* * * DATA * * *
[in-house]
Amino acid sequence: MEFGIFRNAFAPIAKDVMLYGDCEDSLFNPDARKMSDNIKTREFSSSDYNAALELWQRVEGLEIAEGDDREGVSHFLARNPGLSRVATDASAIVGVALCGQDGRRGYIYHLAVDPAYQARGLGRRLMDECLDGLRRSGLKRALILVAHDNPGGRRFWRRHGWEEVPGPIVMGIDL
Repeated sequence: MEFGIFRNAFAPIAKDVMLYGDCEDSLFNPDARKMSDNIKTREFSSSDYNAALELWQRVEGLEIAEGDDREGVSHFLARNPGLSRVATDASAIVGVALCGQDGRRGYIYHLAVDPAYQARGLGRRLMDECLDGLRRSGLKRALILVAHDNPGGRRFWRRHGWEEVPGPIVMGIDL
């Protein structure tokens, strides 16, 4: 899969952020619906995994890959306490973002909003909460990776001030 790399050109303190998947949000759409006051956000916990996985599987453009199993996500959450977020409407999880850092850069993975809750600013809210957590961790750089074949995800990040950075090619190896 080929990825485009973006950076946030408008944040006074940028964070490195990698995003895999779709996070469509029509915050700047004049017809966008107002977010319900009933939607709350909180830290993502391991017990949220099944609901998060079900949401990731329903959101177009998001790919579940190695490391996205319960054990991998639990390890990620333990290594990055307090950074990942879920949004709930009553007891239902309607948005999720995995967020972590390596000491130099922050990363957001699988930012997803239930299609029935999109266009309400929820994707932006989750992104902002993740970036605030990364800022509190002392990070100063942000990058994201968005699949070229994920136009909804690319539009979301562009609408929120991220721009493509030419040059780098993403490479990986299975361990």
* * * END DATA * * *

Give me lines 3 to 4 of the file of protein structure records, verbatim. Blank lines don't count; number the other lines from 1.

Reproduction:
Repeated sequence: MEFGIFRNAFAPIAKDVMLYGDCEDSLFNPDARKMSDNIKTREFSSSDYNAALELWQRVEGLEIAEGDDREGVSHFLARNPGLSRVATDASAIVGVALCGQDGRRGYIYHLAVDPAYQARGLGRRLMDECLDGLRRSGLKRALILVAHDNPGGRRFWRRHGWEEVPGPIVMGIDL
């Protein structure tokens, strides 16, 4: 899969952020619906995994890959306490973002909003909460990776001030 790399050109303190998947949000759409006051956000916990996985599987453009199993996500959450977020409407999880850092850069993975809750600013809210957590961790750089074949995800990040950075090619190896 080929990825485009973006950076946030408008944040006074940028964070490195990698995003895999779709996070469509029509915050700047004049017809966008107002977010319900009933939607709350909180830290993502391991017990949220099944609901998060079900949401990731329903959101177009998001790919579940190695490391996205319960054990991998639990390890990620333990290594990055307090950074990942879920949004709930009553007891239902309607948005999720995995967020972590390596000491130099922050990363957001699988930012997803239930299609029935999109266009309400929820994707932006989750992104902002993740970036605030990364800022509190002392990070100063942000990058994201968005699949070229994920136009909804690319539009979301562009609408929120991220721009493509030419040059780098993403490479990986299975361990």